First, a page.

... standards include a fully indexed, fully amortized qualification for borrowers and cautions on risk-layering features, including an expectation that stated income and reduced documentation should be accepted only if there are documented mitigating factors that clearly minimize the need for verification of a borrower's repayment capacity. Consumer protection standards include clear and balanced product disclosures to customers and limits on prepayment penalties that allow for a reasonable period of time, typically at least 60 days, for customers to refinance prior to the expiration of the initial fixed interest rate period without penalty.Here's the formal statement. Keep in mind this guidance really only applies to federally-insured lending institutions engaging in subprime lending. A good part of the subprime mortgage market doesn't sit in this regulated space -- something WaMu went so far as to actually take issue with this in an a press release on Business Wire earlier today (no link available): "We remain concerned about the unlevel playing field that exists because the guidance does not apply to all lenders," the company said in its press statement.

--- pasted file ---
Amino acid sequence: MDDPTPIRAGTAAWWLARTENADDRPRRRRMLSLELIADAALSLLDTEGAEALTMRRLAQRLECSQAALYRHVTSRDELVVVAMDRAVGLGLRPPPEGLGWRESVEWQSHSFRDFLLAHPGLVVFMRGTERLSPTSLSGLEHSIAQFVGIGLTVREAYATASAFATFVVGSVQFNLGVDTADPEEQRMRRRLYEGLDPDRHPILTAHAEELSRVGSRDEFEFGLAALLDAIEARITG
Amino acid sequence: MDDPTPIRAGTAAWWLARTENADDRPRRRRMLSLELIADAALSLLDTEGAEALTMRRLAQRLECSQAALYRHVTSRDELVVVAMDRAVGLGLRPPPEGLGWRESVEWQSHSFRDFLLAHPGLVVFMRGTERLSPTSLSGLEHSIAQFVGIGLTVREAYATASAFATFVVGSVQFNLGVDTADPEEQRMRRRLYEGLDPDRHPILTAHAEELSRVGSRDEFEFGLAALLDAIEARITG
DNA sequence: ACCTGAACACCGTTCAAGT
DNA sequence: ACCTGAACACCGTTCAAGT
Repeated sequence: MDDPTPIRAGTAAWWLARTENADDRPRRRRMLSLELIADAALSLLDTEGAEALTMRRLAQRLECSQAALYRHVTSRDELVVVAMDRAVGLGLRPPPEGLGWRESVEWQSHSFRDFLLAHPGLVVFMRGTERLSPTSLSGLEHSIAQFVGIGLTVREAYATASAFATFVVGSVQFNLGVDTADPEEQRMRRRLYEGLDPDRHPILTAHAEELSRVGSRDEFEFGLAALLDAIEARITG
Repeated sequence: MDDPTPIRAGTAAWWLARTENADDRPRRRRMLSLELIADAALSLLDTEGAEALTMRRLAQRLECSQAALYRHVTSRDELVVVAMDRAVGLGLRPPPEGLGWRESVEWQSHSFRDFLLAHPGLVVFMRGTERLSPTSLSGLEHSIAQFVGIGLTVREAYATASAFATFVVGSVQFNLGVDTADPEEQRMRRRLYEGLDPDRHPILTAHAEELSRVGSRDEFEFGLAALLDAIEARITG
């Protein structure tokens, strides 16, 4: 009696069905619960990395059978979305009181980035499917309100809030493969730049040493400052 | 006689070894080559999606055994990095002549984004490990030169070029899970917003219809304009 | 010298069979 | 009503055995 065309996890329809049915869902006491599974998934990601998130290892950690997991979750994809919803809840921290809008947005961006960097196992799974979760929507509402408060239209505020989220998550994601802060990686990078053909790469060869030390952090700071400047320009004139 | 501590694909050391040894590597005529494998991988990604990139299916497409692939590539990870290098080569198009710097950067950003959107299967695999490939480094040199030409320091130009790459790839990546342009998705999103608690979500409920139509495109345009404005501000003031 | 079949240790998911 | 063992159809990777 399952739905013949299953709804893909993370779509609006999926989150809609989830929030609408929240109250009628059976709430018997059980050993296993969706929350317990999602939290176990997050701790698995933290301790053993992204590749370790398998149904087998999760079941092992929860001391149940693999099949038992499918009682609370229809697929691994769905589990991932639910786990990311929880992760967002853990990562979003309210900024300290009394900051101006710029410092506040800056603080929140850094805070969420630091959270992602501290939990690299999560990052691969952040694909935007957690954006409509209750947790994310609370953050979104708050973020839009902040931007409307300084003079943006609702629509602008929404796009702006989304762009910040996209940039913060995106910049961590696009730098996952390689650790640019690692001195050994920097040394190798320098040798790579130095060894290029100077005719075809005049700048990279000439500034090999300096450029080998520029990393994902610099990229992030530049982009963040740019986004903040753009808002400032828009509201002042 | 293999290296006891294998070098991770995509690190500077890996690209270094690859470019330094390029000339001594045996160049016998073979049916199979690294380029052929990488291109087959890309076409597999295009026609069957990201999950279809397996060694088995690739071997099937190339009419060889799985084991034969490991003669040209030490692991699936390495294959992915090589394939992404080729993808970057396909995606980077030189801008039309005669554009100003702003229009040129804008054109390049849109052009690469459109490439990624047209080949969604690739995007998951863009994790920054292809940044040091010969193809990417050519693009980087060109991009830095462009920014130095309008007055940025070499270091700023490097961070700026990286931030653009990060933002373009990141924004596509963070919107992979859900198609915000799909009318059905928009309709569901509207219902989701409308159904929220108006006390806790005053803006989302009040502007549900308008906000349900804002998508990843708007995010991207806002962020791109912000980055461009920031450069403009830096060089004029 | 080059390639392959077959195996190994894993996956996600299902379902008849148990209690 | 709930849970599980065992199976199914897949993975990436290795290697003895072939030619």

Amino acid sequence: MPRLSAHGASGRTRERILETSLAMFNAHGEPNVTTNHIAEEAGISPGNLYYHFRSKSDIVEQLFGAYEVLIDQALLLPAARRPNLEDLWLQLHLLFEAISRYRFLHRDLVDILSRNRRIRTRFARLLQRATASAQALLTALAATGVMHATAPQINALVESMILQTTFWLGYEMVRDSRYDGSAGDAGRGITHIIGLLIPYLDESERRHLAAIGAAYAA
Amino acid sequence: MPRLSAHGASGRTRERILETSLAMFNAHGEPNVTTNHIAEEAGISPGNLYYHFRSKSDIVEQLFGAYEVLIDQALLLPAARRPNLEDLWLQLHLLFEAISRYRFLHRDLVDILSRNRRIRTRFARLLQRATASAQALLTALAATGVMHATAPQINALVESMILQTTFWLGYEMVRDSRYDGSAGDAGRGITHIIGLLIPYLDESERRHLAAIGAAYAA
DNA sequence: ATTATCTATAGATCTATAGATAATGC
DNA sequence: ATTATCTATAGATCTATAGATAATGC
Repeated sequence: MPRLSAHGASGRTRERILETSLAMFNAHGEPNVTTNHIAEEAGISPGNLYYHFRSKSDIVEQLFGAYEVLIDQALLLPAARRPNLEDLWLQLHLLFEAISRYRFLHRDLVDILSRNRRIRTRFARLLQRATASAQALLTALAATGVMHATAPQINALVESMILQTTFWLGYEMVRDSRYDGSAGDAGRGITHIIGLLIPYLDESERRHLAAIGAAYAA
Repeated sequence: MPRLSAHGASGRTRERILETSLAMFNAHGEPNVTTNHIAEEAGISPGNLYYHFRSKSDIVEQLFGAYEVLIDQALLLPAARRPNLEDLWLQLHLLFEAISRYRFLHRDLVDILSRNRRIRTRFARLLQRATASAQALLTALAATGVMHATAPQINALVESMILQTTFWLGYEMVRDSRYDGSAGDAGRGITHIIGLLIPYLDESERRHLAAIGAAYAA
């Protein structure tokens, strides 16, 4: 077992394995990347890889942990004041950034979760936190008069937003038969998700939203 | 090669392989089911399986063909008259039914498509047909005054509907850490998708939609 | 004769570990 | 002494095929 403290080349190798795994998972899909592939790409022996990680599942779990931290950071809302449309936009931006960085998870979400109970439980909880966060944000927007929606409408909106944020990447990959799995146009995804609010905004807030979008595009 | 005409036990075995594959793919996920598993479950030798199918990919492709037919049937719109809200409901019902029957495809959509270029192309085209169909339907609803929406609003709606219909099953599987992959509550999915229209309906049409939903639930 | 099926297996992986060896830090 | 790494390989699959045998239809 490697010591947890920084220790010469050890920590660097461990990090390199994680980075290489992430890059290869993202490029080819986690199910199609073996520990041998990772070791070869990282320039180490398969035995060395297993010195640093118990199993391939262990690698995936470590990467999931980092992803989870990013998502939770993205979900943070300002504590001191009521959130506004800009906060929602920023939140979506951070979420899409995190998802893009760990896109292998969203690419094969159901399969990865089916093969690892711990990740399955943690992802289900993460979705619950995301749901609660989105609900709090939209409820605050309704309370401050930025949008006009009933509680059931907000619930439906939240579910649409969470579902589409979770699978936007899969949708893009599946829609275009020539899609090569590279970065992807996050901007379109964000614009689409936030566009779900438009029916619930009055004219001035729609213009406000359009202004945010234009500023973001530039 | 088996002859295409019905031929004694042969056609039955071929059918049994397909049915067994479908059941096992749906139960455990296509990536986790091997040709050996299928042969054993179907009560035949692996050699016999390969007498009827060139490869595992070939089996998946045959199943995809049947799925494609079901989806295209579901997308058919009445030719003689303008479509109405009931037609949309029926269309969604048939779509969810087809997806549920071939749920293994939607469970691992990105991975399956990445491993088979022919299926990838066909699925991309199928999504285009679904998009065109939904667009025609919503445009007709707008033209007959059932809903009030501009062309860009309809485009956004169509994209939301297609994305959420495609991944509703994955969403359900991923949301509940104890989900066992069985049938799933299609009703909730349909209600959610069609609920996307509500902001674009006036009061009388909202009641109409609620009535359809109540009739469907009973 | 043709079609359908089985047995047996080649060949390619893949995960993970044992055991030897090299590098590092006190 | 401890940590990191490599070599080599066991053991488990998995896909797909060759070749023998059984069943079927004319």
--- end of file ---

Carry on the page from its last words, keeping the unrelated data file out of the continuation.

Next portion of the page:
Federal Regulators Release Final Subprime Guidance; An Unlevel Playing Field?
The Fed and the OCC, among others, issued a final Statement on Subprime Mortgage Lending today. The guidance primarily addresses the use of ARMs in the subprime mortgage market: